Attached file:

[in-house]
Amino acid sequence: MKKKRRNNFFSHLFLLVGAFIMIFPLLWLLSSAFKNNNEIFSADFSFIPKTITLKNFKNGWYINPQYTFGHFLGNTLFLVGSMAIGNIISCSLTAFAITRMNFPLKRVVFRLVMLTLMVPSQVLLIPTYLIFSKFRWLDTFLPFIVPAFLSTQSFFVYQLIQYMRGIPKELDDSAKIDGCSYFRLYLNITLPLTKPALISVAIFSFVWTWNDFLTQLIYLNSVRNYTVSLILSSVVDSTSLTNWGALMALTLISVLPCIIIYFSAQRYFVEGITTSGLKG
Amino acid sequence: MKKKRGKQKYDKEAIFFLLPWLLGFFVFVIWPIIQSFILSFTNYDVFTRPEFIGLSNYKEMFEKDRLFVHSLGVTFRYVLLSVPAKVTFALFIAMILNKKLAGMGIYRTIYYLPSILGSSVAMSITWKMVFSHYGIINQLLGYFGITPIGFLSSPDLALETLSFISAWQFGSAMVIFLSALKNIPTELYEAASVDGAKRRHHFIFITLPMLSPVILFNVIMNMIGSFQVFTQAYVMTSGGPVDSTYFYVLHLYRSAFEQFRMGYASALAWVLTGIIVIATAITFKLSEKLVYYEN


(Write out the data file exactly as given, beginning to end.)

[in-house]
Amino acid sequence: MKKKRRNNFFSHLFLLVGAFIMIFPLLWLLSSAFKNNNEIFSADFSFIPKTITLKNFKNGWYINPQYTFGHFLGNTLFLVGSMAIGNIISCSLTAFAITRMNFPLKRVVFRLVMLTLMVPSQVLLIPTYLIFSKFRWLDTFLPFIVPAFLSTQSFFVYQLIQYMRGIPKELDDSAKIDGCSYFRLYLNITLPLTKPALISVAIFSFVWTWNDFLTQLIYLNSVRNYTVSLILSSVVDSTSLTNWGALMALTLISVLPCIIIYFSAQRYFVEGITTSGLKG
Amino acid sequence: MKKKRGKQKYDKEAIFFLLPWLLGFFVFVIWPIIQSFILSFTNYDVFTRPEFIGLSNYKEMFEKDRLFVHSLGVTFRYVLLSVPAKVTFALFIAMILNKKLAGMGIYRTIYYLPSILGSSVAMSITWKMVFSHYGIINQLLGYFGITPIGFLSSPDLALETLSFISAWQFGSAMVIFLSALKNIPTELYEAASVDGAKRRHHFIFITLPMLSPVILFNVIMNMIGSFQVFTQAYVMTSGGPVDSTYFYVLHLYRSAFEQFRMGYASALAWVLTGIIVIATAITFKLSEKLVYYEN